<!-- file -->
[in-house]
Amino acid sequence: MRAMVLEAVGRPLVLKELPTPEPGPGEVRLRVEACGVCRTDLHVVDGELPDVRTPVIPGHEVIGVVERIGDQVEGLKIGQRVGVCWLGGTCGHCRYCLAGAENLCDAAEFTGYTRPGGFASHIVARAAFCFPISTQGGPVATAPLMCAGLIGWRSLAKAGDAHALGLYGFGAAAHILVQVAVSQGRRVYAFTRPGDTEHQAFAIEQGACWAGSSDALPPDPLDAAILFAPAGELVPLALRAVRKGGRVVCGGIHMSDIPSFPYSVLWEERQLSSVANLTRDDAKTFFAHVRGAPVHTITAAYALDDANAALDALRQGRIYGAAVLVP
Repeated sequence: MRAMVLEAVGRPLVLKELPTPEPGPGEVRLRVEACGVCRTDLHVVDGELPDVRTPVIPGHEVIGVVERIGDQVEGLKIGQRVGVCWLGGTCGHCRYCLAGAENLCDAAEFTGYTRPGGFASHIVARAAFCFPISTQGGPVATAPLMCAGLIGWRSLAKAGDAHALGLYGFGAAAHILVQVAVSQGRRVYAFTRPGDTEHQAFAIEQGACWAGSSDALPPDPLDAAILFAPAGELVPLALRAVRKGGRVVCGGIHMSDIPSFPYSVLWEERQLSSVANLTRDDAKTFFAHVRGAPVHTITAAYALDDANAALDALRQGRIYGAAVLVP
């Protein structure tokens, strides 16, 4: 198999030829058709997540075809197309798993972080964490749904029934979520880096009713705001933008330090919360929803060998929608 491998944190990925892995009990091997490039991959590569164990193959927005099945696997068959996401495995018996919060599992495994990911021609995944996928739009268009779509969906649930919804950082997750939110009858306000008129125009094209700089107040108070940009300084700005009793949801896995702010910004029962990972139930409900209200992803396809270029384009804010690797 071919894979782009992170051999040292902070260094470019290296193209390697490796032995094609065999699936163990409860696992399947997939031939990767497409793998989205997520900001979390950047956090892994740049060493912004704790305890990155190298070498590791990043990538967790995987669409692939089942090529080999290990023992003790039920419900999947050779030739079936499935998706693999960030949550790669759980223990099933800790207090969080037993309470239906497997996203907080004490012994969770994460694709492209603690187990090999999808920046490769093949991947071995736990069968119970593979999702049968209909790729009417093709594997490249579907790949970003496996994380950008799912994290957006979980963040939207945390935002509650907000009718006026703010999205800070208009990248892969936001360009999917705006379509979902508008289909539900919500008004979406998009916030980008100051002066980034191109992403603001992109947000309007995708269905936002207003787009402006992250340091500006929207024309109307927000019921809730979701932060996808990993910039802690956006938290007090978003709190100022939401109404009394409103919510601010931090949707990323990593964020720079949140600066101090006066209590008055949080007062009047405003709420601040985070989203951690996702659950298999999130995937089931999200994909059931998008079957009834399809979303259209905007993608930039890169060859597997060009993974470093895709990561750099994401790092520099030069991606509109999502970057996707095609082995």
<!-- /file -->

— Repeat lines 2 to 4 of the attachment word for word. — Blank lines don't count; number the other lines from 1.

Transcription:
Amino acid sequence: MRAMVLEAVGRPLVLKELPTPEPGPGEVRLRVEACGVCRTDLHVVDGELPDVRTPVIPGHEVIGVVERIGDQVEGLKIGQRVGVCWLGGTCGHCRYCLAGAENLCDAAEFTGYTRPGGFASHIVARAAFCFPISTQGGPVATAPLMCAGLIGWRSLAKAGDAHALGLYGFGAAAHILVQVAVSQGRRVYAFTRPGDTEHQAFAIEQGACWAGSSDALPPDPLDAAILFAPAGELVPLALRAVRKGGRVVCGGIHMSDIPSFPYSVLWEERQLSSVANLTRDDAKTFFAHVRGAPVHTITAAYALDDANAALDALRQGRIYGAAVLVP
Repeated sequence: MRAMVLEAVGRPLVLKELPTPEPGPGEVRLRVEACGVCRTDLHVVDGELPDVRTPVIPGHEVIGVVERIGDQVEGLKIGQRVGVCWLGGTCGHCRYCLAGAENLCDAAEFTGYTRPGGFASHIVARAAFCFPISTQGGPVATAPLMCAGLIGWRSLAKAGDAHALGLYGFGAAAHILVQVAVSQGRRVYAFTRPGDTEHQAFAIEQGACWAGSSDALPPDPLDAAILFAPAGELVPLALRAVRKGGRVVCGGIHMSDIPSFPYSVLWEERQLSSVANLTRDDAKTFFAHVRGAPVHTITAAYALDDANAALDALRQGRIYGAAVLVP
């Protein structure tokens, strides 16, 4: 198999030829058709997540075809197309798993972080964490749904029934979520880096009713705001933008330090919360929803060998929608 491998944190990925892995009990091997490039991959590569164990193959927005099945696997068959996401495995018996919060599992495994990911021609995944996928739009268009779509969906649930919804950082997750939110009858306000008129125009094209700089107040108070940009300084700005009793949801896995702010910004029962990972139930409900209200992803396809270029384009804010690797 071919894979782009992170051999040292902070260094470019290296193209390697490796032995094609065999699936163990409860696992399947997939031939990767497409793998989205997520900001979390950047956090892994740049060493912004704790305890990155190298070498590791990043990538967790995987669409692939089942090529080999290990023992003790039920419900999947050779030739079936499935998706693999960030949550790669759980223990099933800790207090969080037993309470239906497997996203907080004490012994969770994460694709492209603690187990090999999808920046490769093949991947071995736990069968119970593979999702049968209909790729009417093709594997490249579907790949970003496996994380950008799912994290957006979980963040939207945390935002509650907000009718006026703010999205800070208009990248892969936001360009999917705006379509979902508008289909539900919500008004979406998009916030980008100051002066980034191109992403603001992109947000309007995708269905936002207003787009402006992250340091500006929207024309109307927000019921809730979701932060996808990993910039802690956006938290007090978003709190100022939401109404009394409103919510601010931090949707990323990593964020720079949140600066101090006066209590008055949080007062009047405003709420601040985070989203951690996702659950298999999130995937089931999200994909059931998008079957009834399809979303259209905007993608930039890169060859597997060009993974470093895709990561750099994401790092520099030069991606509109999502970057996707095609082995």